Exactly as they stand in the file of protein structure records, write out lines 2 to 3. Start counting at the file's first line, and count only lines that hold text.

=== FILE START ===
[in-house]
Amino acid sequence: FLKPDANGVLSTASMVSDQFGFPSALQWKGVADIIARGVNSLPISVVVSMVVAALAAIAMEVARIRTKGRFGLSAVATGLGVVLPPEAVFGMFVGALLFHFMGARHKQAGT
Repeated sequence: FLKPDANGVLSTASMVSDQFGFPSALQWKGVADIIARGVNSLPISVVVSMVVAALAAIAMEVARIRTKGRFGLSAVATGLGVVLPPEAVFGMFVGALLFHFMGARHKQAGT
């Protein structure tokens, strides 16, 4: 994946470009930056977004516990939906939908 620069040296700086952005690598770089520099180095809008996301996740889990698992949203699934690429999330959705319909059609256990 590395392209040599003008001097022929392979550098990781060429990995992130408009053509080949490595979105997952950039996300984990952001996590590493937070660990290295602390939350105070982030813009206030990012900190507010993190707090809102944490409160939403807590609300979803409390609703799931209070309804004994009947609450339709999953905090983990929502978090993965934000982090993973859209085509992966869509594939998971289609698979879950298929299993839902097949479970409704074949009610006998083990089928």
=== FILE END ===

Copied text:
Amino acid sequence: FLKPDANGVLSTASMVSDQFGFPSALQWKGVADIIARGVNSLPISVVVSMVVAALAAIAMEVARIRTKGRFGLSAVATGLGVVLPPEAVFGMFVGALLFHFMGARHKQAGT
Repeated sequence: FLKPDANGVLSTASMVSDQFGFPSALQWKGVADIIARGVNSLPISVVVSMVVAALAAIAMEVARIRTKGRFGLSAVATGLGVVLPPEAVFGMFVGALLFHFMGARHKQAGT